One in a series of profiles of Modern Healthcare’s Top 25 Women in Healthcare (sponsored by Furst Group)
Outcome vs. strategy: which takes the lead?
Deborah Proctor, president and CEO of St. Joseph Health System in Orange, Calif., makes it clear where she stands on that age-old business dilemma.
“One of the things that I learned in my career is that most people will develop a strategy and then measure how well they’re accomplishing that strategy. To me, that’s an insufficient process,” she says. “I think you have to first determine what outcomes you’re trying to achieve and then develop strategies to get to those outcomes.
“But you keep measuring the outcome and you adapt the strategies if they’re not getting you to the outcome.”
Proctor’s belief in outcomes colored the strategic plan that she and her staff created in 2006, and she made sure it was tangible and accessible for all St. Joseph employees.
“Instead of sharing strategies like improving financial performance or aligning with physicians –which are certainly important – we focused on talking to employees about outcomes,” she says.
St. Joseph identified three goals “that every employee could relate to,” says Proctor:
**That the employees of our system would strive to provide perfect care.
**That the communities served by St. Joseph Health System and its hospitals would be among the healthiest in the nation.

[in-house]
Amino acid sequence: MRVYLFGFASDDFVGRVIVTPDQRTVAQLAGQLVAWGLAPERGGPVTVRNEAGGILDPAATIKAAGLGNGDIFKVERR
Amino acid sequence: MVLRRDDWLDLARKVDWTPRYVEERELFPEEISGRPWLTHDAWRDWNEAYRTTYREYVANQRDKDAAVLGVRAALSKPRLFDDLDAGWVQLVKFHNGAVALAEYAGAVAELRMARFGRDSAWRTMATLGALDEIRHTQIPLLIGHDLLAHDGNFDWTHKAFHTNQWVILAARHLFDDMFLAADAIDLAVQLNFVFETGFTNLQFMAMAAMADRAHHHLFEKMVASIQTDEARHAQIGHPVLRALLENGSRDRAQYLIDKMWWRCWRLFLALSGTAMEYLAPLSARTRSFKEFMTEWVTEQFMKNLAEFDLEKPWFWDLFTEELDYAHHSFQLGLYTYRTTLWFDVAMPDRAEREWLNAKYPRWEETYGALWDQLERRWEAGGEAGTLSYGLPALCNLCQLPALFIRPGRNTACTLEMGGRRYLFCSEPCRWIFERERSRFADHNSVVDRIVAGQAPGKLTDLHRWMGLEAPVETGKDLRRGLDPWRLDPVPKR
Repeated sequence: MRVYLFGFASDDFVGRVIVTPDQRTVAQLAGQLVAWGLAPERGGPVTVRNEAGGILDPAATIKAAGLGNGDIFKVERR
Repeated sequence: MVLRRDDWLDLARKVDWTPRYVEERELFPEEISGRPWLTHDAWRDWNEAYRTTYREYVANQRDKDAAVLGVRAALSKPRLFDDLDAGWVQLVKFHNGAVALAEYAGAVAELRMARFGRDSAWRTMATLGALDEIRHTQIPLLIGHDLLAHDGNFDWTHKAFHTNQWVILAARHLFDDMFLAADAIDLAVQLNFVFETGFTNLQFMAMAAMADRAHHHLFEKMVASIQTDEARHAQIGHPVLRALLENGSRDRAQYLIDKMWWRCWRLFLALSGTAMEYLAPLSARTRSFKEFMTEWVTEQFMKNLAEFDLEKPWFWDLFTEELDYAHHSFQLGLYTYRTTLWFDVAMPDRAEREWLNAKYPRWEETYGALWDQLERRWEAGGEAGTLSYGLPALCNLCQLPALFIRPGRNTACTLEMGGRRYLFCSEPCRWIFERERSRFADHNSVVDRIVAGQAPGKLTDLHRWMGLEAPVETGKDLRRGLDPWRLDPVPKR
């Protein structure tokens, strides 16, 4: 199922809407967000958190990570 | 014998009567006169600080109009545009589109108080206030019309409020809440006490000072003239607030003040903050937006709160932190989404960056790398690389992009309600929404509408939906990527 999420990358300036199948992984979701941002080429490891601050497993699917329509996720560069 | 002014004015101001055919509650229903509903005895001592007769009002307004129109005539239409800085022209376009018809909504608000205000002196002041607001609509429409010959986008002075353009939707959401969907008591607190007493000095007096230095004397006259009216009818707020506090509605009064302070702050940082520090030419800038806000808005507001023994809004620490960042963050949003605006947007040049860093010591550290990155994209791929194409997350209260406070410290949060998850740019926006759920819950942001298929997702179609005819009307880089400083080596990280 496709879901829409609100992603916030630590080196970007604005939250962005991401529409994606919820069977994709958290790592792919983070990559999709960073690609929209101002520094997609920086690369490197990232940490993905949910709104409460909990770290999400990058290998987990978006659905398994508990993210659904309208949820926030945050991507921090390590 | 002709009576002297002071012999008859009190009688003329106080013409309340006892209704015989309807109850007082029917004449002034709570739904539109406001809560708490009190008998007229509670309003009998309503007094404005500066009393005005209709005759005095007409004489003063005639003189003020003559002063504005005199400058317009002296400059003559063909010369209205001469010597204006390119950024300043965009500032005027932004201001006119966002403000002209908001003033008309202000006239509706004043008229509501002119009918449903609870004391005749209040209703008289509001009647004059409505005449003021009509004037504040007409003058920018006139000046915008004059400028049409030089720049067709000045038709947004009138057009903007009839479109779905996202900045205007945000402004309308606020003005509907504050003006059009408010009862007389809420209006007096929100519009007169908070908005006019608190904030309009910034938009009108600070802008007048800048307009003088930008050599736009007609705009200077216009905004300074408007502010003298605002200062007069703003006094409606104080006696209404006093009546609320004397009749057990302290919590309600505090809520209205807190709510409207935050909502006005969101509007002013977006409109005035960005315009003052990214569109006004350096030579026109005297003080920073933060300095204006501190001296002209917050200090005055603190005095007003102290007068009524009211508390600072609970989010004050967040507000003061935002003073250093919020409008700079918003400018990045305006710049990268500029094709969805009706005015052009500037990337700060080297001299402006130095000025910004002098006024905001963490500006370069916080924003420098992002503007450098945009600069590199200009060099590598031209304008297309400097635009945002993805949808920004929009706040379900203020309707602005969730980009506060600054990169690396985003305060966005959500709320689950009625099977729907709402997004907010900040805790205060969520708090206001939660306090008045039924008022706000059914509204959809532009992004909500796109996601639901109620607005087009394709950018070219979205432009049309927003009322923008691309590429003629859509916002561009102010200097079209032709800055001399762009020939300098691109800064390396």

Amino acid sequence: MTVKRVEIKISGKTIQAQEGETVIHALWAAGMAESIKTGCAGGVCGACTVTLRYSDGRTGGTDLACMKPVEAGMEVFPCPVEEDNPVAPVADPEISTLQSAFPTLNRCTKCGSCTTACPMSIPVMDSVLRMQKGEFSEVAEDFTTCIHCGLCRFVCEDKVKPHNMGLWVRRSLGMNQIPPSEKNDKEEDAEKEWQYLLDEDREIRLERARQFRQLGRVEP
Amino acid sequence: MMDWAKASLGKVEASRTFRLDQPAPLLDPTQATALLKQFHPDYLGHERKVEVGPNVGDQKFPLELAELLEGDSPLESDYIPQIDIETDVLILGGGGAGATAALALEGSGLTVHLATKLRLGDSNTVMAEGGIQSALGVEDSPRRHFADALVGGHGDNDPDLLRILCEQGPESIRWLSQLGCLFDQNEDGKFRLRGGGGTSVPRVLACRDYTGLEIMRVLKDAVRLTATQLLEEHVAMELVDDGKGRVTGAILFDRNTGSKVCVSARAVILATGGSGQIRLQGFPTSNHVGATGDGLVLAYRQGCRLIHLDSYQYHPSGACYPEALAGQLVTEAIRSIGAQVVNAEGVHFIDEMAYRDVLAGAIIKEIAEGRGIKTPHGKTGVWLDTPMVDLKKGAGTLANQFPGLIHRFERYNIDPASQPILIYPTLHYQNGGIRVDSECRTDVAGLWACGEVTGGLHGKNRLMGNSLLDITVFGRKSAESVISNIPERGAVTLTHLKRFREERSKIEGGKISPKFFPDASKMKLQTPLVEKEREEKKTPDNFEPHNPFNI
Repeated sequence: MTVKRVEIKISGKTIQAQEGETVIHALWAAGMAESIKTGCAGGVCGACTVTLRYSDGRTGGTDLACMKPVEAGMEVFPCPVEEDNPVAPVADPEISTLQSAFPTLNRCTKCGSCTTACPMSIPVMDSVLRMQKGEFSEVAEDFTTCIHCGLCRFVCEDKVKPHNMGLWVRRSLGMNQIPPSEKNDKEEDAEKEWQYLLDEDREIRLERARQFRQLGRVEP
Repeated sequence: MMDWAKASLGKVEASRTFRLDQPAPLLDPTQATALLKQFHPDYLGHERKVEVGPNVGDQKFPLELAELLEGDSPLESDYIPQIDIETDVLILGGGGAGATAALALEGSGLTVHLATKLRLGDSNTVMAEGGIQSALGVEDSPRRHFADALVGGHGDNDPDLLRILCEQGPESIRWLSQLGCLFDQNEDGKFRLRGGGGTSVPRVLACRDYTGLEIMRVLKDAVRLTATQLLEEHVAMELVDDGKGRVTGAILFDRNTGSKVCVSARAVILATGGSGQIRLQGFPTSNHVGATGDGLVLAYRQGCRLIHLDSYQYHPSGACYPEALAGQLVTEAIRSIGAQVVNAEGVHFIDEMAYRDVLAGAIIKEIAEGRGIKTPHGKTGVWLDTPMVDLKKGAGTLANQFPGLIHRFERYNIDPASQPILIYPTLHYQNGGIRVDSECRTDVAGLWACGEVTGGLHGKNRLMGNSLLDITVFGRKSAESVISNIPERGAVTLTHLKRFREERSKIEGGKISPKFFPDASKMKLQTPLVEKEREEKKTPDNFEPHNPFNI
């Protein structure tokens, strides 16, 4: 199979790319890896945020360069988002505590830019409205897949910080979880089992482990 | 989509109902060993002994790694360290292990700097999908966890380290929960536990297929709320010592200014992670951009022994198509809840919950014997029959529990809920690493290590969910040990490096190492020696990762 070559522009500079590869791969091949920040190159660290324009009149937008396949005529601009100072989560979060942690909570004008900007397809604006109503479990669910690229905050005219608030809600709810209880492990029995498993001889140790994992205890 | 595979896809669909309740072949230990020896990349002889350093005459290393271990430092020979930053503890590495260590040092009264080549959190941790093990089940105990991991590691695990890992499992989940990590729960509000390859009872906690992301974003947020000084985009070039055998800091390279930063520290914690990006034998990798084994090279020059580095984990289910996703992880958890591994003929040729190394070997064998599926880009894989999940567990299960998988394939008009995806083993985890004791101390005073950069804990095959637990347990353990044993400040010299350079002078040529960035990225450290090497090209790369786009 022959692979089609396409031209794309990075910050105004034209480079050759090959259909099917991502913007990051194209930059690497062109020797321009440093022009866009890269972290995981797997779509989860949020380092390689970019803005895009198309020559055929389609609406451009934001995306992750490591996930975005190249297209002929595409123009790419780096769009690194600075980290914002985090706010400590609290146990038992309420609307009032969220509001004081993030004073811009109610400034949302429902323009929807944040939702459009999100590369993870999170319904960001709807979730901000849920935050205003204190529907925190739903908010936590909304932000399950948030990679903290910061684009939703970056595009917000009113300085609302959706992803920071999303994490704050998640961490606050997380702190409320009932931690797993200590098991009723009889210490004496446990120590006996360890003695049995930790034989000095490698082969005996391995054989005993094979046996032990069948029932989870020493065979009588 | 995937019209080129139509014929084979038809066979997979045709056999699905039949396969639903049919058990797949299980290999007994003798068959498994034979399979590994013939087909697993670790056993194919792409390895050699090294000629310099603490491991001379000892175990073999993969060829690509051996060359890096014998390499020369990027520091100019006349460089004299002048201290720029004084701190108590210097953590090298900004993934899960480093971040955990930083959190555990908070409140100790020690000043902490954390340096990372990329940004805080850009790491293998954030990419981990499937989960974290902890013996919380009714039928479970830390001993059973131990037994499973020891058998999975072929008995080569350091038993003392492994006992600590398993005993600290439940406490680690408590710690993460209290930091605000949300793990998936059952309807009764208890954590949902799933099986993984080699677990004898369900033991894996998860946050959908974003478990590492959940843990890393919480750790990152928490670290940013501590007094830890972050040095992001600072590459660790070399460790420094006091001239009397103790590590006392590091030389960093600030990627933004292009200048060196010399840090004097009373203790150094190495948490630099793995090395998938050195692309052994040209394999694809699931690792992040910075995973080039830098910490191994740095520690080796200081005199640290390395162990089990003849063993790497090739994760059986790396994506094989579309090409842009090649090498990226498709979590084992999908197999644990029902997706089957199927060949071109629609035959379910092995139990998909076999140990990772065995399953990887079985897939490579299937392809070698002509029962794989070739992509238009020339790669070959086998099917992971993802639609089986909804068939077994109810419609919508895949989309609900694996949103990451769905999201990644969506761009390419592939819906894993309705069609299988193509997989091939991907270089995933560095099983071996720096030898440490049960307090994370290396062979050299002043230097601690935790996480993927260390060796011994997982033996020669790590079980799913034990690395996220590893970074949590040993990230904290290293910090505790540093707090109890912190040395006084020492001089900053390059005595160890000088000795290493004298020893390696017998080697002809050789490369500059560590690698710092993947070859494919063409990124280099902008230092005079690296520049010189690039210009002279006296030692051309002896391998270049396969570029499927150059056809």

**That every encounter with patients, community members, and one another would be a sacred encounter.
“Perfect care” sounds like an unattainable goal but, to Proctor, who began her career at St. Joseph Hospital in Orange, California as a registered nurse, it has to do with focus.
“Obviously that’s a very tough standard to live up to,” she admits. “But what are you going to say, that I want to give people the best care 90 percent of the time? I don’t think we can say the aim is anything less. Perfect care doesn’t mean perfect outcome, but it means that everything that’s within our control will be done exceptionally without errors.”
Proctor’s insistence on a culture of safety stems from her experience in another health system.
“We were having a strategic meeting and, in the middle of the meeting, one of the physicians got a phone call that informed him of an unnecessary death had occurred in one of our facilities,” she remembers. “From that time, it really became a focus area for me.”
To make it tangible, St. Joseph Health System set out to improve its record with ventilator-associated pneumonia, which was straggling behind more than 60 percent of other U.S. hospitals. In one year, it moved up to the top 10 percent in the country.
“Quality,” she says, “has always been given an equal standing with finance in terms of what executives are held accountable for on their goals.”
If Proctor sounds like a decisive executive, it’s because she is. But the faith element of her career is never far below the surface.
“My faith is a critical part of my life,” she says. “That ability to have coherence between my personal values and what I’m doing at work – to me, there’s nothing better because it’s so much more than a job.”
And St. Joseph Health System’s mission, “extending the healing ministry of Jesus in the tradition of the Sisters of St. Joseph,” is key to Proctor’s motivation.
“I use all my best business knowledge. But to me, working in a faith-based system is more fulfilling because I’m very clear about our mission and what we’re trying to accomplish – which then makes the business decisions have more relevance and meaning.”